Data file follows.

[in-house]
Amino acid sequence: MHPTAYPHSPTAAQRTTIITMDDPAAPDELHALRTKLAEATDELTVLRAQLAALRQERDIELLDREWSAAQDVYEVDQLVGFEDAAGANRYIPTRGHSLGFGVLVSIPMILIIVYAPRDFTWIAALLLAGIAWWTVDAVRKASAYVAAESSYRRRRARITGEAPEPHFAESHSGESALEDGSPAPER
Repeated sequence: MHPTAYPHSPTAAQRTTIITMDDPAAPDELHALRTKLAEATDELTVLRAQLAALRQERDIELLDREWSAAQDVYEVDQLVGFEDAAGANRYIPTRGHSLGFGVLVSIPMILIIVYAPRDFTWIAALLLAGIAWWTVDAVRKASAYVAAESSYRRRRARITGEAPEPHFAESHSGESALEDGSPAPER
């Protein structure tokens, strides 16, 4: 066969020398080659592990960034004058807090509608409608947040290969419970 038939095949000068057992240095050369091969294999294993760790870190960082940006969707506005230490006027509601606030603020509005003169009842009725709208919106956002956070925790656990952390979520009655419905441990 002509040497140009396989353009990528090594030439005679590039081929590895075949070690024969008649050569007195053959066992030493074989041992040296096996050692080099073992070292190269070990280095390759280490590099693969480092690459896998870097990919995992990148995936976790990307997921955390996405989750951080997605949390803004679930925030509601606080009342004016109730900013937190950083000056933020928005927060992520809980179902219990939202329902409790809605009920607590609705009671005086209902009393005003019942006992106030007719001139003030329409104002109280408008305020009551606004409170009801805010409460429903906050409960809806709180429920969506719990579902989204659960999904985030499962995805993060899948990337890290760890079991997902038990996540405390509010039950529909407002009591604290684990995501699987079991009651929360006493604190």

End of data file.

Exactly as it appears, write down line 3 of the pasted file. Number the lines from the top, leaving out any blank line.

Repeated sequence: MHPTAYPHSPTAAQRTTIITMDDPAAPDELHALRTKLAEATDELTVLRAQLAALRQERDIELLDREWSAAQDVYEVDQLVGFEDAAGANRYIPTRGHSLGFGVLVSIPMILIIVYAPRDFTWIAALLLAGIAWWTVDAVRKASAYVAAESSYRRRRARITGEAPEPHFAESHSGESALEDGSPAPER